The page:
L-Lingo Falling IN Potholes, Mistakes and Blunders

Falling In Potholes: Mistakes, and Blunders

A wise man once said, “Your best teacher is your last mistake.” In language learning your last mistake is always right around the corner! If you aren’t making mistakes in language learning, then can you even say that you’re really learning the language? Face it, you’re going to mess up, and depending on what kind of person you are it may come as a moment of embarrassment or excitement.

I never get tired of saying the wrong things. In fact, I find it funny when I blurt out the wrong word or make an awkward hand gesture that doesn’t match what I’m saying.

One time I walked into a restaurant with 4 of my friends and asked to be seated for four while holding up three fingers. That isn’t even that bad compared to other times:

L-Lingo Mistakes and Blunders

One day I was asking my classmate when her interview for her master’s program was… or at least I thought I was.

It went something like this:

Me: Menkyo wa itsu desu ka? (When is your license?)

Her: Nani? What?

Me: Menkyo ga arimasu ne? (You have a license, right?)

Her: iie (no)

Me: Nani? What?

So, the word for an interview in Japanese is 面接 (mensetsu), but I was saying 免許 (menkyo) the entire time. Turns out later that day I heard the word being tossed around casually among some locals and that’s when it hit me.

“OHH!!!!!!!!!!!!!!!!!!!,” I exclaimed. 🤦‍♂️🤦‍♂️

The Importance Of Mistakes In Language Learning

Language learning is not a linear progression, so if you’re thinking “It’ll be fine, I’ll just walk up this road and eventually hit fluency.” then you are gravely mistaken. You’ll wander into some potholes, crevices, you may even get hit by a car or two while walking on that road. For the sake of this article think of all these dilemmas as “mistakes and blunders.”  

Let’s continue using the metaphor of that ‘dangerous road;’ you’ve wandered into a pothole and it probably took you days to get out, but hey at least you know where that pothole is now and how to avoid it.

Mistakes are bound to happen in language learning, for some it is a road that they’ve never journeyed on. While for others it can be familiar, but never 100% recognizable. There is always going to be something that you don’t know, no matter your level of experience.

Shame In Language Learning

Okay, so you’ve done it. You’ve said something so awkward that it makes you want to give up on the language entirely. Shame, that is the name I give it. The unbearable feeling you get when you just can’t stand to put up with your shoddy language skills anymore. The good news is that you’re not alone in this, but the “bad” news is that you’re going to make another hundreds or thousands of these blunders.

There is usually only good news and bad news in these kinds of segments but here is the FANTASTIC news! Mistakes can improve your language learning experience. Here are some ways in which that can happen:

Mistakes Correct Information

Many people forget that language learning is a complex network of information. It’s not just a one-trick pony. At times, this information can become jumbled, and you’ll end up tangling words, grammar, even mispronouncing sentences. When you make a mistake, it triggers your brain to clear out the clutter surrounding that piece of information, so the next time you use it you’re sure to get it right!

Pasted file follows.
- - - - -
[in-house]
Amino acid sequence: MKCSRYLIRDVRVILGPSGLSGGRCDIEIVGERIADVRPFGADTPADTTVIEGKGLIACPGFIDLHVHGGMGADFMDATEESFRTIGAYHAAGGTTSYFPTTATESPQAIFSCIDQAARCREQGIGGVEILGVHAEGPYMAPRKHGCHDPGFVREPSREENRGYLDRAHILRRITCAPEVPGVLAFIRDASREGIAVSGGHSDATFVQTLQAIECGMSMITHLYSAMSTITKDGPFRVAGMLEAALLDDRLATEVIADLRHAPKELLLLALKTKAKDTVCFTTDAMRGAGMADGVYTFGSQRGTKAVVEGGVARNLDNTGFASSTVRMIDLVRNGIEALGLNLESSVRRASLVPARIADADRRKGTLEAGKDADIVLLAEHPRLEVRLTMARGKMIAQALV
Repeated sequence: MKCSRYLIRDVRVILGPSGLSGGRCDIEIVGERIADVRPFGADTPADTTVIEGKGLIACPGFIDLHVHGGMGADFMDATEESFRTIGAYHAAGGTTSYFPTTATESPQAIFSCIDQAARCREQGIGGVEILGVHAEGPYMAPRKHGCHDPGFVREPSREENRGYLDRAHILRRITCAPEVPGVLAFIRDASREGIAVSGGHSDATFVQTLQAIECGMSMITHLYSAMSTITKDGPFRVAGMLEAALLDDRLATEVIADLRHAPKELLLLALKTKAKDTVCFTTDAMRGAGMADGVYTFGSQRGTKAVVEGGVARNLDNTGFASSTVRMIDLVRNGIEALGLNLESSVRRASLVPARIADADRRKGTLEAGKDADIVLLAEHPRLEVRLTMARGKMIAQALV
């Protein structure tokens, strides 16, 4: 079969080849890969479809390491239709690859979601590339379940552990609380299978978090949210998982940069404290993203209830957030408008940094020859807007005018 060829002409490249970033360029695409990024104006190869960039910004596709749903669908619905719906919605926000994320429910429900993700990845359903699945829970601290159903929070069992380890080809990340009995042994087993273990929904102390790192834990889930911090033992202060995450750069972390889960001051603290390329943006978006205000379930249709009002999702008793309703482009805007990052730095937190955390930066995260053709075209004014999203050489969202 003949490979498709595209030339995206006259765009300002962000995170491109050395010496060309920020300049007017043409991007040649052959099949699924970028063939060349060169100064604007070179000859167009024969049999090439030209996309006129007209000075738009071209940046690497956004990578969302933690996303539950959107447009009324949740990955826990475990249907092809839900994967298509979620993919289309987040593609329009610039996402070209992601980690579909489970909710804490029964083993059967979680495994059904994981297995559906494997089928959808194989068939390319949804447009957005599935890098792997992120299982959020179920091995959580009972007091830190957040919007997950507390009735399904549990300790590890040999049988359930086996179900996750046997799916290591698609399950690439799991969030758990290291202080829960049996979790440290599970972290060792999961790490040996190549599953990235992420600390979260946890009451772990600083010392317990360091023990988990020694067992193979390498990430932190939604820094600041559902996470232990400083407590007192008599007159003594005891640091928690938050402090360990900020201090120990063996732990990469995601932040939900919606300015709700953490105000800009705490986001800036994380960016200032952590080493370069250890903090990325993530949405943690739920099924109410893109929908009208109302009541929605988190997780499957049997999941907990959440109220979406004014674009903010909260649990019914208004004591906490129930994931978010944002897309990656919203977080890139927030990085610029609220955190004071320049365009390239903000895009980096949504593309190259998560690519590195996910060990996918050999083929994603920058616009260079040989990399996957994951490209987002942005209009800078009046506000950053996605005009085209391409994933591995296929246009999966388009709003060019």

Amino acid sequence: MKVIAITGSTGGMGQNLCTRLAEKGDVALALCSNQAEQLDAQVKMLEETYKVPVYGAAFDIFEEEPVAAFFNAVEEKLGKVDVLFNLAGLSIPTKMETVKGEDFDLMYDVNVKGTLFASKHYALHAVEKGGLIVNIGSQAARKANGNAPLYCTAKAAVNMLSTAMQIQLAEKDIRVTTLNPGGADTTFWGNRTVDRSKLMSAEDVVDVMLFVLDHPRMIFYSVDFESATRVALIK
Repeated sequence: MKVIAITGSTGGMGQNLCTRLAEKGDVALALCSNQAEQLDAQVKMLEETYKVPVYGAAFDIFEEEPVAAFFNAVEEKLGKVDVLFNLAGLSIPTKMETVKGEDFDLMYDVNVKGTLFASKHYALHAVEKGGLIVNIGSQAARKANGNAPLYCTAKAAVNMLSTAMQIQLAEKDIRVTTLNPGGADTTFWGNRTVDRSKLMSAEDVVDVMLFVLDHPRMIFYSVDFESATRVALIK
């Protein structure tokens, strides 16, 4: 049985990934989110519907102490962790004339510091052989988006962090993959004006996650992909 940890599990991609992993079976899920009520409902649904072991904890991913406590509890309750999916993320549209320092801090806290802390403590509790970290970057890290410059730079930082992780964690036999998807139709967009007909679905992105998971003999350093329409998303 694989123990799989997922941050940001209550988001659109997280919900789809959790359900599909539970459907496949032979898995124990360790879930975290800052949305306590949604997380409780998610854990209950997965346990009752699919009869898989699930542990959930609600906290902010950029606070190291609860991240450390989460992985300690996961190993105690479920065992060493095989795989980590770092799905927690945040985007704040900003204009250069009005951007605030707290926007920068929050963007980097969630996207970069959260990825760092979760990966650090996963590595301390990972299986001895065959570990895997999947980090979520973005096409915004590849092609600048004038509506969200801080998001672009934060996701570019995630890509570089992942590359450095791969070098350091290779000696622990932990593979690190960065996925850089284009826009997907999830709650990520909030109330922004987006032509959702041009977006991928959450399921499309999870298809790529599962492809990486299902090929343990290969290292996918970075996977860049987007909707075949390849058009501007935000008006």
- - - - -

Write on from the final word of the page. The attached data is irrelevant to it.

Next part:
Confidence Booster

I’ve said this about 3 times so far, but I’ll say it again “You’re going to make mistakes, no matter what when you’re learning a language.” So, if this is the case you might as well go out with a bang. Mistakes are a guaranteed way to boost your confidence when it comes to speaking abilities. The more blunders you end up saying, the more comfortable you’ll eventually become with your language skills. When you reach a certain level of comfort, you’ll end up speaking with no cares in the world for whatever illogical structure comes out of your mouth. This isn’t as bad as it sounds, because you’ll also be corrected more often when you say those illogical things.


Learn How To Take Risks

Language learning is a risky journey. There will be times when you’re afraid to make the jump to the next level, but it gets easier with time and experience. Think of mistakes as a progress marker – when you begin to recognize them you know that you’re doing something right. Taking risks is one of the greatest takeaways in language learning due to the sheer amount of exposure you’ll receive.

Mistakes Settle Your Ego

Admit it. You think you’re the greatest thing in the world. There’s nothing wrong with that but in language learning, you need to stow that idea away for a while. Language learning is best mastered when it is done in a state of humility.

I know I just talked about taking risks, but too much of everything is still a bad thing. In other words, you ought to be cautious with your risk-taking. While mistakes provide an amazing learning opportunity there are times when your lack of experience won’t count as an excuse.

Mess Up, And Be Proud

Know this for the final time, YOU WILL MAKE MISTAKES! I think I’ve said that about five times now at least, but it seriously can’t be stressed enough. Don’t think it’s the end of the world when you’re frequently making mistakes. In hindsight, mistakes are the beginning of a new learning experience.  Language learning is about the process of progress not the progression of the progress.

Does that make sense?

Let me say it again, THE PROCESS OF PROGRESS!  

Mistakes and Blunders In Language Learning


Mistakes and Blunders Worksheet

Posted by Kiandro


I'm Kiandro, the content creator here at L-Lingo. I'm an avid language learner and culture enthusiast. Feel free to leave any comments or thoughts you have on my blog posts.

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